Jennifer Marsh, a clinical assistant professor in the School of Nursing, presented a webinar on financial literacy education on behalf of the American Association of Colleges of Nursing in May 2020.
Marsh has taught financial literacy in the School of Nursing since 2014.
“If you don’t really learn it, you’ll never feel confident talking about it [with a partner or employer],” she said. Her goal is to empower students with knowledge to know what to do now, and continue their financial literacy education.
Nursing, like many professions, can be a high-stress job and involves unpaid time training under a working professional for undergraduate students preparing for licensure.
Many students in the School of Nursing’s RN-BS completion track are working as registered nurses while returning to finish their undergraduate degree. These students often have family or other financial considerations that are unique compared to many traditional undergraduate students who have yet to apply for licensure.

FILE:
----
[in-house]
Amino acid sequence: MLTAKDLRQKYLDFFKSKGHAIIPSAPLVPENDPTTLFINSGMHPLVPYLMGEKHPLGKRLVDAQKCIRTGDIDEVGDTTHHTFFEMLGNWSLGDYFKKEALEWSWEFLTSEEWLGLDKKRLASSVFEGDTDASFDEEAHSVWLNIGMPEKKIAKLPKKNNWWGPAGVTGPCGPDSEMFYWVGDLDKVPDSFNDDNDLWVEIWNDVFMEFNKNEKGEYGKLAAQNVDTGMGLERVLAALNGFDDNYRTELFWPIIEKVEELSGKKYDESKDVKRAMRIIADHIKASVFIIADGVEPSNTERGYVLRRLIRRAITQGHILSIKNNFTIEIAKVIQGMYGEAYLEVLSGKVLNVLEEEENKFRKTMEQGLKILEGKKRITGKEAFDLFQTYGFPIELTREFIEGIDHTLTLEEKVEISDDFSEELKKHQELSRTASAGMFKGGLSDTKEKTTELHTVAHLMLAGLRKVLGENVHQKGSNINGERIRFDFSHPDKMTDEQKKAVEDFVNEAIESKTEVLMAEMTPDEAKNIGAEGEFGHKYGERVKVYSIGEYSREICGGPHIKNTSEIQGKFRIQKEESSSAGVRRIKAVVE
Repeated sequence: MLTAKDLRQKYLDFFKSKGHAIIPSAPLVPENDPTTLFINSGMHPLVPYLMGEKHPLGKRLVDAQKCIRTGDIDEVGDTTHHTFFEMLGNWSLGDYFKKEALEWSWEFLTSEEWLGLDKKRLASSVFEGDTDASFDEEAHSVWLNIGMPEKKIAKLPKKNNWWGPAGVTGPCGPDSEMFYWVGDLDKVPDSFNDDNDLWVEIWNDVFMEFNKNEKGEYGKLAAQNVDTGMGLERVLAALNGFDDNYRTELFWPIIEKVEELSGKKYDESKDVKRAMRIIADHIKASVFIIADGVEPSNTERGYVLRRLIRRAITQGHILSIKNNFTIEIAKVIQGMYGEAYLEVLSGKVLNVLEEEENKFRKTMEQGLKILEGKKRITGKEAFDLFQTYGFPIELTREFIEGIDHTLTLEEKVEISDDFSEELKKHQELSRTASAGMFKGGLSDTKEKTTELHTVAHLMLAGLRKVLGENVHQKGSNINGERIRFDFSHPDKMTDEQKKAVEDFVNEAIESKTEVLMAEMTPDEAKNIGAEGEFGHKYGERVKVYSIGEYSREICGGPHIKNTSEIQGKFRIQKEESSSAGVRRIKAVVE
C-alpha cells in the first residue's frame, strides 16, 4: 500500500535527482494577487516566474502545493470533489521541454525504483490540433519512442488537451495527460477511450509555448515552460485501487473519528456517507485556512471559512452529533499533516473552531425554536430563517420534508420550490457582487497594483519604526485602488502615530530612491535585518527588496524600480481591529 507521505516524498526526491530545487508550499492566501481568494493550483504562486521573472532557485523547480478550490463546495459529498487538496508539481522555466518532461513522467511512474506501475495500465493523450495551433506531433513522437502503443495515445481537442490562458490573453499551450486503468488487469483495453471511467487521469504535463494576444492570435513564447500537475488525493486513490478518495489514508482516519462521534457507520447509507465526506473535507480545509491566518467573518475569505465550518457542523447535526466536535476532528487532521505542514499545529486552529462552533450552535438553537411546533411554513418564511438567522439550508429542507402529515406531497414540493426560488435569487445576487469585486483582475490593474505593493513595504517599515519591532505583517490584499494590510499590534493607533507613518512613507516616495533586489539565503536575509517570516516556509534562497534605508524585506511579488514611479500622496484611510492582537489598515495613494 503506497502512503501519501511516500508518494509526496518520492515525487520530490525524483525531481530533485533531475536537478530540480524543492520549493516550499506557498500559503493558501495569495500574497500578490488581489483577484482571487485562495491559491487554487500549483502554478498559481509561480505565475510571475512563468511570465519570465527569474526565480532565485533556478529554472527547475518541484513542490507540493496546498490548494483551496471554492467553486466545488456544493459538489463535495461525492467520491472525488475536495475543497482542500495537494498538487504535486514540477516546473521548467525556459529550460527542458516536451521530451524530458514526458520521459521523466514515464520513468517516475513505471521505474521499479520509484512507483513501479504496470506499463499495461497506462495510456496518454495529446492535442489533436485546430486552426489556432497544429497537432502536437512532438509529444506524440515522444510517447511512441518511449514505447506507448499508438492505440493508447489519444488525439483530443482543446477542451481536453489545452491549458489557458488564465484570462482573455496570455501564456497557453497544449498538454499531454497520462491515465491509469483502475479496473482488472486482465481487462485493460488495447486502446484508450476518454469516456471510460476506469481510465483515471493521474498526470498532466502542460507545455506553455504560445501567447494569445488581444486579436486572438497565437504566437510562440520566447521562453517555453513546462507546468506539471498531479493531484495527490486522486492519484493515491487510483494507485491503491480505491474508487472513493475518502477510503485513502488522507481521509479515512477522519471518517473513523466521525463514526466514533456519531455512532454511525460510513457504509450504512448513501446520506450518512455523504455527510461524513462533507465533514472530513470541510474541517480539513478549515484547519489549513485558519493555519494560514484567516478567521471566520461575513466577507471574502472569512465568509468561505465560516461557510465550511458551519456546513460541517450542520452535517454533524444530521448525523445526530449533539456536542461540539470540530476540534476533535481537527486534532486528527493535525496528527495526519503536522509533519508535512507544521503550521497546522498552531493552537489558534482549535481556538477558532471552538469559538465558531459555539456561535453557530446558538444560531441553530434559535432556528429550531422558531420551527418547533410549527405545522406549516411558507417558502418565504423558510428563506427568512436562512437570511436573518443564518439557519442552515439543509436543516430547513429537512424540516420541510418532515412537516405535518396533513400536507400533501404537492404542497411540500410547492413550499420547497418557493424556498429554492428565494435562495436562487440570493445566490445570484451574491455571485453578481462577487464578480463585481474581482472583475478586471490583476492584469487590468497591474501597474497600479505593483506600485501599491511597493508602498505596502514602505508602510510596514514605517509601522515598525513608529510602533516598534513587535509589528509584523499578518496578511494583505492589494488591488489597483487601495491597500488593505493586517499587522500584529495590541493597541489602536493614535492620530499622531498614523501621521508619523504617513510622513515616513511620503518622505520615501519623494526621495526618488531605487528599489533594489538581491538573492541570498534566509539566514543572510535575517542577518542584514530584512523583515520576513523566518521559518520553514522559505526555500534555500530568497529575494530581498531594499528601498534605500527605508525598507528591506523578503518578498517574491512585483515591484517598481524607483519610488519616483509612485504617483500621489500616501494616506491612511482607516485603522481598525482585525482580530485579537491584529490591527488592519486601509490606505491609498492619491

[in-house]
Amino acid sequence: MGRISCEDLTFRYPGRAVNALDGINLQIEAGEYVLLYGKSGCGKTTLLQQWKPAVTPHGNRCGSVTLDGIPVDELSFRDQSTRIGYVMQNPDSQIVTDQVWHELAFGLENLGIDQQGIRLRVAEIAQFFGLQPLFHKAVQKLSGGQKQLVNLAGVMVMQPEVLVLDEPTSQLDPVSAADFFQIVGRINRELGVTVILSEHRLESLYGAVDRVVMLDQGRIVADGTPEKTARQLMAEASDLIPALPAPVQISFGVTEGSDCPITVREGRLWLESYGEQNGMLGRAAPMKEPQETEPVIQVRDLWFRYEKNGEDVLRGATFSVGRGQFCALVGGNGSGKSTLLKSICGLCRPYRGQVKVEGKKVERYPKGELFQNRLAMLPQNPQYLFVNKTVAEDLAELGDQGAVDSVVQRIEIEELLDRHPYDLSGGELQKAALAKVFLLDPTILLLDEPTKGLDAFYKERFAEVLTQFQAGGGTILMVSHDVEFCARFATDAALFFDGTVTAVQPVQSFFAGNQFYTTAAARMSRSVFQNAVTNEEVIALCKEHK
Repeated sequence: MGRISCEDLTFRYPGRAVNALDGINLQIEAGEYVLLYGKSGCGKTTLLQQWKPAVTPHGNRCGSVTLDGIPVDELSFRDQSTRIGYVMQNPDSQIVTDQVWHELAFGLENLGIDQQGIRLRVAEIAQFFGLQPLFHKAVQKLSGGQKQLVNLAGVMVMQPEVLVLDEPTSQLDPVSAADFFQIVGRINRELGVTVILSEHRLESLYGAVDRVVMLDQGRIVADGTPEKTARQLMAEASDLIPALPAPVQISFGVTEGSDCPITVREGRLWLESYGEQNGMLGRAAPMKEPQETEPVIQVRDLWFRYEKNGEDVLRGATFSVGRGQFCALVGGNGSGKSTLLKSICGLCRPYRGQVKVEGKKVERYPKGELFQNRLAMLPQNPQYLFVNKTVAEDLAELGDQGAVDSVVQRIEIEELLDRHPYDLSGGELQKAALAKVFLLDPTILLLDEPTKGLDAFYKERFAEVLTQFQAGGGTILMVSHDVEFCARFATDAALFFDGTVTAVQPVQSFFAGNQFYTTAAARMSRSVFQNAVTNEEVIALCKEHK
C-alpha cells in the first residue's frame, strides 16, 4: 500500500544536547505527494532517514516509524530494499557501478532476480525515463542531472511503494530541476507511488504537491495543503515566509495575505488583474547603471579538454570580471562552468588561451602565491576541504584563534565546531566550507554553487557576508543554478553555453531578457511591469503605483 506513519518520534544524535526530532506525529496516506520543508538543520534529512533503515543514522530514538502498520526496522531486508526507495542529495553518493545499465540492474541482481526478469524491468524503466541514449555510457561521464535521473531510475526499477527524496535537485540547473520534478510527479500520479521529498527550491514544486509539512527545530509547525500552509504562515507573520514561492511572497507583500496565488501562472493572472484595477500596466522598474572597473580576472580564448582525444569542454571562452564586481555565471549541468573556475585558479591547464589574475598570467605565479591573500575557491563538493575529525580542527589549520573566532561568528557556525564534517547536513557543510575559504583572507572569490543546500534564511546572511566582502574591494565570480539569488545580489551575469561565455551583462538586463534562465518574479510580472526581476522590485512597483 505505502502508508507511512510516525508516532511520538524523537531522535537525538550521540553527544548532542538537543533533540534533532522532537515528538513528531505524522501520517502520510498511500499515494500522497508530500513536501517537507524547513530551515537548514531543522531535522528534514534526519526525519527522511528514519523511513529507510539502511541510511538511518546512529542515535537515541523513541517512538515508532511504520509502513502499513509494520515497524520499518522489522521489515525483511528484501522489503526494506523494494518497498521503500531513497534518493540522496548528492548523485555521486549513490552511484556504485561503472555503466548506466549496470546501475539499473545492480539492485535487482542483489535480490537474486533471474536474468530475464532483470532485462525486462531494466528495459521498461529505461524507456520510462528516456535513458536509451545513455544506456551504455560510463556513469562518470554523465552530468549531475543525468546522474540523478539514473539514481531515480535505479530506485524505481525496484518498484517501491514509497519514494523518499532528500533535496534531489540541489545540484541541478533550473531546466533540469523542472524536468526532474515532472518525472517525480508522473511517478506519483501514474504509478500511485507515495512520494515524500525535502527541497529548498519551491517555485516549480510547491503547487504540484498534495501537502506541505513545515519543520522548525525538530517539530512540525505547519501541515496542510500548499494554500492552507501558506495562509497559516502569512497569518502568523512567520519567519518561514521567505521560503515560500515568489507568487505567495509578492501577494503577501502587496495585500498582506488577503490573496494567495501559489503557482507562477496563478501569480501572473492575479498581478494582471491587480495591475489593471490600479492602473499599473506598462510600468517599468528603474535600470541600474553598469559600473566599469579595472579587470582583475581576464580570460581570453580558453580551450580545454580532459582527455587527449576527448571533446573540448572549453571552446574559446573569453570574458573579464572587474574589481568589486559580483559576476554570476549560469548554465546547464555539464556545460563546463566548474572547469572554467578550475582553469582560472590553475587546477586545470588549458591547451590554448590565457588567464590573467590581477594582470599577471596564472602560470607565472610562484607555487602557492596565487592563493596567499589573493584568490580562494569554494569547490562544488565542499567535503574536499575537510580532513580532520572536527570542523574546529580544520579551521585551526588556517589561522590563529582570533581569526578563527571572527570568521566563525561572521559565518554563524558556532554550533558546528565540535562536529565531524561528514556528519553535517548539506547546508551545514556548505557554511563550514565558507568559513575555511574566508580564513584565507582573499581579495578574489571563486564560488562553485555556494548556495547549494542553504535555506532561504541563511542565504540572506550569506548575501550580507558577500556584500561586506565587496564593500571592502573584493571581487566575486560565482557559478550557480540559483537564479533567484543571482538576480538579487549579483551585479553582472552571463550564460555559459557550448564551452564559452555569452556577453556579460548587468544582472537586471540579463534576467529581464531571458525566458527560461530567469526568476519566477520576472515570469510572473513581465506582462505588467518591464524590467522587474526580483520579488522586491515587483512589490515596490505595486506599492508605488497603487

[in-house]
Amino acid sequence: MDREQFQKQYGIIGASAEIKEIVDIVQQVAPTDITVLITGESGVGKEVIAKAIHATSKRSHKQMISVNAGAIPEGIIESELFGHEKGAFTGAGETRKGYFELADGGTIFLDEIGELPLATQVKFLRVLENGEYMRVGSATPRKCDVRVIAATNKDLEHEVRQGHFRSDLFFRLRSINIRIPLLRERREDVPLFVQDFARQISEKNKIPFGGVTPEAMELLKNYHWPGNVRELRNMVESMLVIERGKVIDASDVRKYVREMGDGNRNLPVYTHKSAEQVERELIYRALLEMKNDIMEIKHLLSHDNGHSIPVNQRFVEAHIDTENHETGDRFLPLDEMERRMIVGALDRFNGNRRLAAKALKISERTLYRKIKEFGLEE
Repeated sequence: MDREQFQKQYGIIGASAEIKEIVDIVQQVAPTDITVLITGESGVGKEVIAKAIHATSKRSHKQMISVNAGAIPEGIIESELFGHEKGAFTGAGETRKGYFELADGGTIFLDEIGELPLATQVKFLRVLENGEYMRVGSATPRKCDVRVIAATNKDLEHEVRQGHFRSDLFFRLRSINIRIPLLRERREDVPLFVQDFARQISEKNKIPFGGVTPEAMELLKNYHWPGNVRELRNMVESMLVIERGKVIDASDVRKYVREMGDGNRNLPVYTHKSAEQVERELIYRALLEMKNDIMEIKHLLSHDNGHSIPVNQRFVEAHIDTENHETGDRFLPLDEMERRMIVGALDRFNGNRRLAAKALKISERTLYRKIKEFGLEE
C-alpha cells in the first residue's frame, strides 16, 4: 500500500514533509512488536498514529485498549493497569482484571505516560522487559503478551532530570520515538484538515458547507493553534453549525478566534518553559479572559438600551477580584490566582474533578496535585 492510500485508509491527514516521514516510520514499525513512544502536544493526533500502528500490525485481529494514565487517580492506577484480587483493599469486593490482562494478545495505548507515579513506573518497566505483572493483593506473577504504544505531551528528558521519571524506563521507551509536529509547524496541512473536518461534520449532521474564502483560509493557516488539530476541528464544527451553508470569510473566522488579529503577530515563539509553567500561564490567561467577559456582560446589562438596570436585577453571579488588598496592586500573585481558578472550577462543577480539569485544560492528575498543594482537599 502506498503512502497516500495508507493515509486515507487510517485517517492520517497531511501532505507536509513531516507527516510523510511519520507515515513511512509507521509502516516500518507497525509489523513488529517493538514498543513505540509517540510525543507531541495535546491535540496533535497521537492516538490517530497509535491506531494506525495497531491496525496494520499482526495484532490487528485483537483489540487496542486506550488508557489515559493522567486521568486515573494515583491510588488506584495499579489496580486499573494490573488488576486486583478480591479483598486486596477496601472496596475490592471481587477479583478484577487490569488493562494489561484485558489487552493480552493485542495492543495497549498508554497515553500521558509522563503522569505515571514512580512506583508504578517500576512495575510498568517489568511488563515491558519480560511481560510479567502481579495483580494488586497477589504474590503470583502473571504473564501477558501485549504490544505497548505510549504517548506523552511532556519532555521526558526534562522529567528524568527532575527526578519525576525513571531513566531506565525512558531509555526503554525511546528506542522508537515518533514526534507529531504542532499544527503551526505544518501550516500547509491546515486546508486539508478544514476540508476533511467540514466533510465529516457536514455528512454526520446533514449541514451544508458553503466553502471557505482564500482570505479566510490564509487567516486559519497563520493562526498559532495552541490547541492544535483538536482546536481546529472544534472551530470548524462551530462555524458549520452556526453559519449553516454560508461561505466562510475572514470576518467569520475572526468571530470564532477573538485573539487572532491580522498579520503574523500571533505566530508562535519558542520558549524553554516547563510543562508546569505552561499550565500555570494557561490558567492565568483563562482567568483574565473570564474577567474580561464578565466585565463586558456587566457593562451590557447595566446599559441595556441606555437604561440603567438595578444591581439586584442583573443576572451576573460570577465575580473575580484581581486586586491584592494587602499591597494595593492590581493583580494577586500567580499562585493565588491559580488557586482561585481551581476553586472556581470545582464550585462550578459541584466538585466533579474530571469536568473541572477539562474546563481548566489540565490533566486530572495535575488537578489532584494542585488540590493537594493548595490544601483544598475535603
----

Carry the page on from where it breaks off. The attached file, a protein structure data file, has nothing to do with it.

In the School of Nursing financial literacy class, students discuss emergency planning using cash and credit, investment and homeownership, saving for retirement, insurance management, and managing finances in a marriage or partnership. Students also learn several different budgeting philosophies to help determine what works best for their lifestyle, and develop a personalized list of extra-curricular financial education resources where they can continue to develop their financial literacy after the course ends.
In addition to more effectively managing their income at home, Marsh feels that this course prepares students to advocate for themselves in negotiating benefits in the workplace.
“Nurses who are confident in having these conversations [at home] can also have these conversations in leadership positions,” she said.
Marsh teaches the financial literacy course year round. In the past six years, Marsh says every section has been “close to or completely full.”